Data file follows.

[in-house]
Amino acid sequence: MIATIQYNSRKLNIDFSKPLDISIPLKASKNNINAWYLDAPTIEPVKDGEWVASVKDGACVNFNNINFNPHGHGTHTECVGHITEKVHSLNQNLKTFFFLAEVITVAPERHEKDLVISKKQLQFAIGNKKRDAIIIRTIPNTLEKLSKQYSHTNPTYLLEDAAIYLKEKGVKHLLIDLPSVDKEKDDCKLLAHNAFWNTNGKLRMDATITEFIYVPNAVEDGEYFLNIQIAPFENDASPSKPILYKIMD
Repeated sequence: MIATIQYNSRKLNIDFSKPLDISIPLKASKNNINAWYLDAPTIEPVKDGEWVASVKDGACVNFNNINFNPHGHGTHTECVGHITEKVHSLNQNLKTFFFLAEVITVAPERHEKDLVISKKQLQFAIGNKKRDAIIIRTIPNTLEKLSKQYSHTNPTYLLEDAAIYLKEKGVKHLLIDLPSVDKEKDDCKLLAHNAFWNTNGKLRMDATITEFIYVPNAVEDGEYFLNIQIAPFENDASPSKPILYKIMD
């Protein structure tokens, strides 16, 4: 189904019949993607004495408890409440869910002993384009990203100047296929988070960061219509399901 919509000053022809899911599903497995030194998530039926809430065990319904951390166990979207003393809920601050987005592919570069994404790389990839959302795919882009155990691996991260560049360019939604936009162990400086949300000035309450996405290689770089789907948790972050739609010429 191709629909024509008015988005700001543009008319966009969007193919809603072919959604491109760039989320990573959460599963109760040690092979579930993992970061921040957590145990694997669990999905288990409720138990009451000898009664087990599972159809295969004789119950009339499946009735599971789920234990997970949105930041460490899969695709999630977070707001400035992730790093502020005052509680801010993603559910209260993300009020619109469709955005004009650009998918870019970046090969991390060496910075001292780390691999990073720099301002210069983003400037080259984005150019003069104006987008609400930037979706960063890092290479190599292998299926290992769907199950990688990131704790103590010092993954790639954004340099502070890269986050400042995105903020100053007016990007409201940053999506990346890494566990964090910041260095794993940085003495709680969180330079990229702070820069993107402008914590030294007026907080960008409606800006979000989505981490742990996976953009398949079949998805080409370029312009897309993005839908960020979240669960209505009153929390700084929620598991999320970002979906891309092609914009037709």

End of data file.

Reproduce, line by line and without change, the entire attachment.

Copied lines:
[in-house]
Amino acid sequence: MIATIQYNSRKLNIDFSKPLDISIPLKASKNNINAWYLDAPTIEPVKDGEWVASVKDGACVNFNNINFNPHGHGTHTECVGHITEKVHSLNQNLKTFFFLAEVITVAPERHEKDLVISKKQLQFAIGNKKRDAIIIRTIPNTLEKLSKQYSHTNPTYLLEDAAIYLKEKGVKHLLIDLPSVDKEKDDCKLLAHNAFWNTNGKLRMDATITEFIYVPNAVEDGEYFLNIQIAPFENDASPSKPILYKIMD
Repeated sequence: MIATIQYNSRKLNIDFSKPLDISIPLKASKNNINAWYLDAPTIEPVKDGEWVASVKDGACVNFNNINFNPHGHGTHTECVGHITEKVHSLNQNLKTFFFLAEVITVAPERHEKDLVISKKQLQFAIGNKKRDAIIIRTIPNTLEKLSKQYSHTNPTYLLEDAAIYLKEKGVKHLLIDLPSVDKEKDDCKLLAHNAFWNTNGKLRMDATITEFIYVPNAVEDGEYFLNIQIAPFENDASPSKPILYKIMD
């Protein structure tokens, strides 16, 4: 189904019949993607004495408890409440869910002993384009990203100047296929988070960061219509399901 919509000053022809899911599903497995030194998530039926809430065990319904951390166990979207003393809920601050987005592919570069994404790389990839959302795919882009155990691996991260560049360019939604936009162990400086949300000035309450996405290689770089789907948790972050739609010429 191709629909024509008015988005700001543009008319966009969007193919809603072919959604491109760039989320990573959460599963109760040690092979579930993992970061921040957590145990694997669990999905288990409720138990009451000898009664087990599972159809295969004789119950009339499946009735599971789920234990997970949105930041460490899969695709999630977070707001400035992730790093502020005052509680801010993603559910209260993300009020619109469709955005004009650009998918870019970046090969991390060496910075001292780390691999990073720099301002210069983003400037080259984005150019003069104006987008609400930037979706960063890092290479190599292998299926290992769907199950990688990131704790103590010092993954790639954004340099502070890269986050400042995105903020100053007016990007409201940053999506990346890494566990964090910041260095794993940085003495709680969180330079990229702070820069993107402008914590030294007026907080960008409606800006979000989505981490742990996976953009398949079949998805080409370029312009897309993005839908960020979240669960209505009153929390700084929620598991999320970002979906891309092609914009037709």